Sit down together with your student and map out all monthly expenses. Include room and board or rent, books, supplies, food, personal care and medications, transportation, gas, entertainment (including dining out, movies and walking around money, etc.), and payment for phone, mobile devices, cable and Internet access. Then, figure out income. This can include money from a job, financial aid, student loans and any support from you.
Income and expenses need to balance. There are plenty of online tools you can use to figure out a budget. Some, such as www.Mint.com or some bank websites, can help students manage their budgets, making it easy for them to take care of it themselves. There are also budgeting tips and worksheets at websites such as www.SmartAboutMoney.org
How to Stick to the Budget
Prioritize needs vs. wants.
It may seem like a latte every morning is a necessity to jump-start the day, but those kinds of little expenses can add up quickly. A recent study by Westwood College found that 40 percent of the average student’s budget is being spent on “discretionary” spending; included in that is entertainment (6.5 percent), apparel and services (6.7 percent), travel and vacation (4.7 percent). Have your student do the math on how much some of their “necessities” will cost them, and then talk about how to weigh purchase decisions.
Find ways to spend less
. A little planning can help young adults spend less and get more value for their dollar.
Avoid overage charges with an unlimited plan. For example, with Cricket Wireless, you can pay an affordable monthly fee for all-inclusive talk, text, data and music rate plans for some of the most popular smartphones available. Cricket also includes a service called Muve Music that gives students unlimited song downloads as part of their plan. Learn more at www.MyCricket.com.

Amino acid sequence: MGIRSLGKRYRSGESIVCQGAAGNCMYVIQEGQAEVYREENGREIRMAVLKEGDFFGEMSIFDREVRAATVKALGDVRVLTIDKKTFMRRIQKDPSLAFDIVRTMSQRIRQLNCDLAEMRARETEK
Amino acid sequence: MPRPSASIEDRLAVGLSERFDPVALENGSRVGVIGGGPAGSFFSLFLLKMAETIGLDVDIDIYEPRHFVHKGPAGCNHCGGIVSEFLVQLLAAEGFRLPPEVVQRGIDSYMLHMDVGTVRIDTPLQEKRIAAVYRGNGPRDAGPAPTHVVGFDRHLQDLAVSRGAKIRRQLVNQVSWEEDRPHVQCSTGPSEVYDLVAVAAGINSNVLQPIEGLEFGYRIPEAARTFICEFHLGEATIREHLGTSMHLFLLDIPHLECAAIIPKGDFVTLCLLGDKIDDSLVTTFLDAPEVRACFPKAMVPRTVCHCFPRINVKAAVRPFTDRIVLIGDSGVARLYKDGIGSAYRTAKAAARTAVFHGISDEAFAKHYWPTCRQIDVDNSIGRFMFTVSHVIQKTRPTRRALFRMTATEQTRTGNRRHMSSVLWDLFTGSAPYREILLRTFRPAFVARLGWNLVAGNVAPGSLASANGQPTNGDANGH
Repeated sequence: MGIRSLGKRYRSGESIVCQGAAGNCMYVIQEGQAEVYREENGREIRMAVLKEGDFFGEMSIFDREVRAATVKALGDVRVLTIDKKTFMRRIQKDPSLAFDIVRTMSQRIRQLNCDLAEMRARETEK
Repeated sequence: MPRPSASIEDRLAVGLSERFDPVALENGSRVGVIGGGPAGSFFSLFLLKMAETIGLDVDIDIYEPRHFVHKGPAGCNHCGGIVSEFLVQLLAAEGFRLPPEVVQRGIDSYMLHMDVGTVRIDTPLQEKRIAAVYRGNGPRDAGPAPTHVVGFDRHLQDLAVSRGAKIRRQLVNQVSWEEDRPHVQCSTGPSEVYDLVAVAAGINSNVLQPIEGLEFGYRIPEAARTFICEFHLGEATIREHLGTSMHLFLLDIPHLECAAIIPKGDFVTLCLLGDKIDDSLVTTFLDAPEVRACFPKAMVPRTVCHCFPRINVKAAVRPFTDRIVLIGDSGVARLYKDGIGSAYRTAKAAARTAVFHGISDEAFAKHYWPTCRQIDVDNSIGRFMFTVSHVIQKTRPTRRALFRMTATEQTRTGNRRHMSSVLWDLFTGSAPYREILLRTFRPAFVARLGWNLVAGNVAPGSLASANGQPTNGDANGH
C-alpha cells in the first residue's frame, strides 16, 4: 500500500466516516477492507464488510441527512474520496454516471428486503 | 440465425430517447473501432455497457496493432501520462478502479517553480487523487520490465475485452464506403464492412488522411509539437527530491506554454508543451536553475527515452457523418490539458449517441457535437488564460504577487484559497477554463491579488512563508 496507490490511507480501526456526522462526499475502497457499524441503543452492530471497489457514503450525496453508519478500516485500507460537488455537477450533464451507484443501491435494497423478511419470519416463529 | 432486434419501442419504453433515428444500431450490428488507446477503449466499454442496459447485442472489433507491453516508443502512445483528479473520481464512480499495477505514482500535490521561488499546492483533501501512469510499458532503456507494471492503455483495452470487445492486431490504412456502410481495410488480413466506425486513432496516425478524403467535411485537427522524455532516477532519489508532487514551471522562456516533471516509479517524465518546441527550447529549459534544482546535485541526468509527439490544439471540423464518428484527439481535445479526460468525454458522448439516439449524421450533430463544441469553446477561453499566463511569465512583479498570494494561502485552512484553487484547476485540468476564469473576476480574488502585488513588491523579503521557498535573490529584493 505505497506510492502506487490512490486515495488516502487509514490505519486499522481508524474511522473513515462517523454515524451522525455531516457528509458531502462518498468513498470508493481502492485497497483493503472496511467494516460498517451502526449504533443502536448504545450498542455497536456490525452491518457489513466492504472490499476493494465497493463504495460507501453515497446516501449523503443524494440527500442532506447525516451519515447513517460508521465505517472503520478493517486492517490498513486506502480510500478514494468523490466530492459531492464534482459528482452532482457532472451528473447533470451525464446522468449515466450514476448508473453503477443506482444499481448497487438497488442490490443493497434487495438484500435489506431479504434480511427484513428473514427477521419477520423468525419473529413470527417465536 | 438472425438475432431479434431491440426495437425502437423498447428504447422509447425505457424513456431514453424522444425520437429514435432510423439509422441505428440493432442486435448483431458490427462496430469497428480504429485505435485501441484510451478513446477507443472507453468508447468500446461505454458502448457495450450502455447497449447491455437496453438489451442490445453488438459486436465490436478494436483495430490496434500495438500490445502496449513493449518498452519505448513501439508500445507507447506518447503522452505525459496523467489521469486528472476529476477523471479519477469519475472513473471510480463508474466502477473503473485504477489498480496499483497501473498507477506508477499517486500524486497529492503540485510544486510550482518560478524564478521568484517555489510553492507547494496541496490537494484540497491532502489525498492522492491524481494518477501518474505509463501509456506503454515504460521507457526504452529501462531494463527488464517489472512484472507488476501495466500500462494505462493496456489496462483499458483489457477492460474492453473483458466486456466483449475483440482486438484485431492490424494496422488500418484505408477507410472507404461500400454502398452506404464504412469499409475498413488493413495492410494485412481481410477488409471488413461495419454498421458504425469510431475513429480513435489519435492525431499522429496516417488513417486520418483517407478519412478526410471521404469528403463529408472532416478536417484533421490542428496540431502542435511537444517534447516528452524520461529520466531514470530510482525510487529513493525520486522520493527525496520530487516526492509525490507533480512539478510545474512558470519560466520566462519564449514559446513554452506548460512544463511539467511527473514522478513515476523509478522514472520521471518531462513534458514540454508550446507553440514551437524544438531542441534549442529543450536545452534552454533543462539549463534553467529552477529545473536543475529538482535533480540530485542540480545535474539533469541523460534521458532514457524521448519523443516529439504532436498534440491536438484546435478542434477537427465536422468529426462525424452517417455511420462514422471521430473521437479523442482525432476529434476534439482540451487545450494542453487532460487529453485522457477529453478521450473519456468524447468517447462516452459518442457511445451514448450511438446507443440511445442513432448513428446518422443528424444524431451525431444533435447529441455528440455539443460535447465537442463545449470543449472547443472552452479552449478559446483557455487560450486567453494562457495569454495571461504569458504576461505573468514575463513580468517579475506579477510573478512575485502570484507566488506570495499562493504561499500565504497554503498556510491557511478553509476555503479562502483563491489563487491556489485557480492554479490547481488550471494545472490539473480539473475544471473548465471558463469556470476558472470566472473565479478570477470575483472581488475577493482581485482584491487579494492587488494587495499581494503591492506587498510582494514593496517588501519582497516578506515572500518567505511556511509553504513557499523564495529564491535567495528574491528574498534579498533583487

Coupons and digital deals can cut the costs of dining out. Look into the college meal plan – and use it. Save on snacks by stocking up at the grocery store instead of buying from a vending machine or convenience store.
Thrift stores, consignment shops and yard sales are affordable ways to find something fun to wear.
Encourage them to take advantage of free activities on campus with their student ID. When going out with friends, advise your student to decide how much he or she can spend, then only take that much money with them.
Be smart about credit cards.
Many students sign up for a credit card right away, and before they know it, they are thousands of dollars in debt. Make sure they understand the impact of interest rates. Also, discuss setting limitations on using a credit card to avoid non-academic debt, such as using it only for emergencies, travel or school expenses, or only charging what they can pay back on time the next month (including interest).
Equipping your student with some basic financial skills will help them make wise money choices now and for the rest of their lives.